- Serve your curry over rice or on its own. I always finish my curry with a heap of fresh herbs and a squeeze of lime or lemon.
Here’s a recipe for you to try.
Chicken Curry with Sweet Potatoes and Coconut Milk
By Melissa Clark
1 whole chicken, cut into 8 pieces OR a package of whichever chicken part you prefer
2 ½ teaspoons kosher salt, more as needed
Black pepper, as needed
2 tablespoons vegetable oil
¼ cup finely chopped green onion
1 ½ inches fresh ginger, peeled and grated (1 1/2 tablespoons)
3 garlic cloves, finely chopped OR 2 heads of green garlic, whites chopped and greens added as garnish
1 to 2 jalapeno or Serrano chiles, to taste, seeded and finely chopped
2 tablespoons red curry paste
1 can coconut milk
2 medium sweet potatoes (1 pound), peeled and cut into 1 1/2-inch chunks
¾ cup coconut flakes
1 tablespoon black or brown mustard seeds
Fresh cilantro leaves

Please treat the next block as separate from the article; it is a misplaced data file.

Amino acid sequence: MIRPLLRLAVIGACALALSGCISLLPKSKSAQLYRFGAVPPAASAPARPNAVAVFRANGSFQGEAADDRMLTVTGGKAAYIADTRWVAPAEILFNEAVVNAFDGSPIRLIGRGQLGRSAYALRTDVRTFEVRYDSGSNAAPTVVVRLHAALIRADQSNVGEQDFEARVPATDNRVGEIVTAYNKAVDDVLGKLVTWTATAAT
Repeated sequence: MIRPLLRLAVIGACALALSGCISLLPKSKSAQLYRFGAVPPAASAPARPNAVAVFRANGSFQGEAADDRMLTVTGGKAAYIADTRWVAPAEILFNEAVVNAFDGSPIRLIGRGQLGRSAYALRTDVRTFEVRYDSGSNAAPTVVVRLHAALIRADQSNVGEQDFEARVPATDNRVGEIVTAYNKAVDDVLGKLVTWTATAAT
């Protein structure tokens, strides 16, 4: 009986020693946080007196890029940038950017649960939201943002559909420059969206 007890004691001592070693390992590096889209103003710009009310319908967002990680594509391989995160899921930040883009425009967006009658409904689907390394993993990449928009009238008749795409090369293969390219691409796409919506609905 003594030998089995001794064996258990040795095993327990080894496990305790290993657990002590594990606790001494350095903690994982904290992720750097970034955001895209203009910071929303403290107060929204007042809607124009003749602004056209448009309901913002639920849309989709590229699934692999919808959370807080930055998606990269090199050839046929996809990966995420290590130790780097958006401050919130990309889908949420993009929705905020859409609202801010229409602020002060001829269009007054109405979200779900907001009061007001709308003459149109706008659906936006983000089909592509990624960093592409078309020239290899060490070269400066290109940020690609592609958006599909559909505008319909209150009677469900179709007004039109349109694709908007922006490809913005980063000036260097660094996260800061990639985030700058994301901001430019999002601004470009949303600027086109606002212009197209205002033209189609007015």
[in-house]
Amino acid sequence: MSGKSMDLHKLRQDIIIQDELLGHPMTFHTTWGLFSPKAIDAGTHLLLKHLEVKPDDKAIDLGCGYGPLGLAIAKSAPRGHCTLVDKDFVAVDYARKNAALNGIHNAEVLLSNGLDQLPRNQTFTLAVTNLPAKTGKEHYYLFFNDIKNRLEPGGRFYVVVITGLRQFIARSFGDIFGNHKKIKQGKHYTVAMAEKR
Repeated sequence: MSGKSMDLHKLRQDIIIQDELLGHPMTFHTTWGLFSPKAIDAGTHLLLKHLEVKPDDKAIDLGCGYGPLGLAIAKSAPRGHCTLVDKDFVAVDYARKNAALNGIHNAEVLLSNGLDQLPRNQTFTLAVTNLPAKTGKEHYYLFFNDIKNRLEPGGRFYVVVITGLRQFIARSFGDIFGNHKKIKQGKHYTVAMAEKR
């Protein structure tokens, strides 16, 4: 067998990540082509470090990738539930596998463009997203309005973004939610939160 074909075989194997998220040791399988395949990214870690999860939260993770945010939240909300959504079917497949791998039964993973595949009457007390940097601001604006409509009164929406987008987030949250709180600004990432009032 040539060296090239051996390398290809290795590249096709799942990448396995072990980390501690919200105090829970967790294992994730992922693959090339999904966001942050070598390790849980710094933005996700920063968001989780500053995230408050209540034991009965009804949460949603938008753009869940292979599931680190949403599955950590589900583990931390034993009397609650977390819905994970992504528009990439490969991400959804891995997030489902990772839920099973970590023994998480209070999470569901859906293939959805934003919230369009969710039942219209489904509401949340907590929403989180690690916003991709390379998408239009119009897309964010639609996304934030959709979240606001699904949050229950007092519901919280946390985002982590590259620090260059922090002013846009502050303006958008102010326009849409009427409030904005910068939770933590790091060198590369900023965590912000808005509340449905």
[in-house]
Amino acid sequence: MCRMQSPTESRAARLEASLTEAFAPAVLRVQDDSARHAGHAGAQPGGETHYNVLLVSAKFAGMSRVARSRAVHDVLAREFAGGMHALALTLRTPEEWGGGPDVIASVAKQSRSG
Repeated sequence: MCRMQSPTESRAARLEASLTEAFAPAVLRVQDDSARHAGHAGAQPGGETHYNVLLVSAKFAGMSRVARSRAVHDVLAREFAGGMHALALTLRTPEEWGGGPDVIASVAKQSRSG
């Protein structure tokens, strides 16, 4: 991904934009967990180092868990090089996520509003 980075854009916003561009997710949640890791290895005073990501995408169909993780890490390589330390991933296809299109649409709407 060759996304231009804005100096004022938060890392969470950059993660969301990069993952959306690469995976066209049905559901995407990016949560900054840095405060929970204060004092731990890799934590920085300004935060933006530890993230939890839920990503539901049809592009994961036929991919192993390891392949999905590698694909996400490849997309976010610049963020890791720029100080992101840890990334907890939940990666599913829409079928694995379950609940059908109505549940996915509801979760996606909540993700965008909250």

- Heat oven to 325 degrees. Pat chicken dry with paper towels and season with salt and pepper.
- Heat a large Dutch oven over medium-high heat. Add oil. Brown chicken pieces, in batches if necessary, until golden all over, 6 to 8 minutes per batch. Transfer chicken to a plate.
- Stir scallion, ginger, garlic and chiles into pot and reduce heat to medium. Cook, stirring, until soft, 1 to 2 minutes. Stir in curry paste and cook 1 minute. Stir in coconut milk and sweet potatoes. Arrange chicken pieces on top of potatoes, placing breast meat on top. Pour in enough water to come halfway up the sides of chicken. Bring to a boil. Cover pot and transfer to oven. Bake until chicken is cooked through, about 40 minutes.
- Meanwhile, in a large dry skillet over medium heat, toast coconut flakes until golden, 2 to 3 minutes. Add mustard seeds and toast until they begin to pop, 1 minute more. Transfer to a bowl and season with a pinch of salt.
- Transfer chicken and sweet potatoes to a platter. Return Dutch oven to the stove and simmer over medium-high heat until cooking liquid has thickened to a sauce like consistency, 5 to 10 minutes. Pour over chicken and potatoes. Sprinkle with the coconut and mustard seed mixture and cilantro. Serve with lime wedges for squeezing.